Paper short abstract:
This paper explores how Human Rights-based court cases and a public campaign fighting for the rights of Nepalese soldiers (Gurkhas) in the British army has redrawn the civilian citiscapes of Southern London and Western Nepal.
Paper long abstract:
For almost 200 years, the United Kingdom has recruited Nepalese soldiers, known as 'Gurkhas' for the British army. While a remarkably consistent colonial and postcolonial discourse has embedded this practice in a discourse about their exceptional bravery and loyalty, this practice provided UK with reliable, flexible and cheap soldiers, receiving poorer pay than their British and Commonwealth Nations colleagues. At the end of service, Gurkhas had to return to Nepal. Articulating a specific case of 'friction', Gurkha organizations has fought against the British army on the basis of a human rights argument claiming that this unequal treatment was a case of racial discrimination. Following court cases and the "Gurkha Justice Campaign" in the 2000s, the British government in two steps was forced to grant the right to permanent resettlement in the UK for ex-Gurkhas and their dependents after four years of service, irrespective of the time of retirement.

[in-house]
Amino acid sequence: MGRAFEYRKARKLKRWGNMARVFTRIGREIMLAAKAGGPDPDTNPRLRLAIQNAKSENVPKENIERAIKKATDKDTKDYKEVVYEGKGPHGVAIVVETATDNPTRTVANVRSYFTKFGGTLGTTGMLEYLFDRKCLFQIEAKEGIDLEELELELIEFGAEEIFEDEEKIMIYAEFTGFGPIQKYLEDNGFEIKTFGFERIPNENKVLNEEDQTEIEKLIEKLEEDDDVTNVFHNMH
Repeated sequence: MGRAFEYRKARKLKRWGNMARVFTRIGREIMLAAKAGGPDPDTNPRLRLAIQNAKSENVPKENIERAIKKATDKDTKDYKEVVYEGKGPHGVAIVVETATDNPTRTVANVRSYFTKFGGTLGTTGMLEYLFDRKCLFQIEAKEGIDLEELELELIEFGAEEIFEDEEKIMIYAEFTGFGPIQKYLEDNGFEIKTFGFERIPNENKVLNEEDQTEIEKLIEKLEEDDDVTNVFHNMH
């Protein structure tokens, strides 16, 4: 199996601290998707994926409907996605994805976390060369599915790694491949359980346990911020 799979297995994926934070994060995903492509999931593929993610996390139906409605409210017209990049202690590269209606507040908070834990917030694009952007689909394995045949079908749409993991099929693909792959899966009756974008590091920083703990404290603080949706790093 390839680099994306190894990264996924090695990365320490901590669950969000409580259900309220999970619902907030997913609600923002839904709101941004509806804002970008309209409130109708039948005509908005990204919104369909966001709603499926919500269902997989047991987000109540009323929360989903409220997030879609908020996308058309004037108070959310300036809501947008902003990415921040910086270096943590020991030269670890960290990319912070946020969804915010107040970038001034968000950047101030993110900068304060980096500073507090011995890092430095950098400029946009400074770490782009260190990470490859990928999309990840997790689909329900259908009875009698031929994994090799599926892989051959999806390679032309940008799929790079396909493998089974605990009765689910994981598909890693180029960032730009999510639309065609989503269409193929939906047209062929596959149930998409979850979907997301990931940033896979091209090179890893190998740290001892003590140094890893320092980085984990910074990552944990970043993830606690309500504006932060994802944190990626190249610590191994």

On the basis of multi-sited ethnography in Nepal and the UK among ex-Gurkhas among the Gurung population, this paper presents the changing cityscapes in Pokhara city, Nepal, and in Aldershot, a Southern London suburb popularly known as 'Little Nepal'. Following the policy change regarding resettlement, ex-Gurkhas who have been involved in WWII and British colonial and post-colonial wars throughout the 20th century are now reshaping social life in Southern London, while their absence in Pokhara is perceived as contributing to a 'cultural crisis' among the Gurung.
Soldier, security, society: ethnographies of civil-military entanglements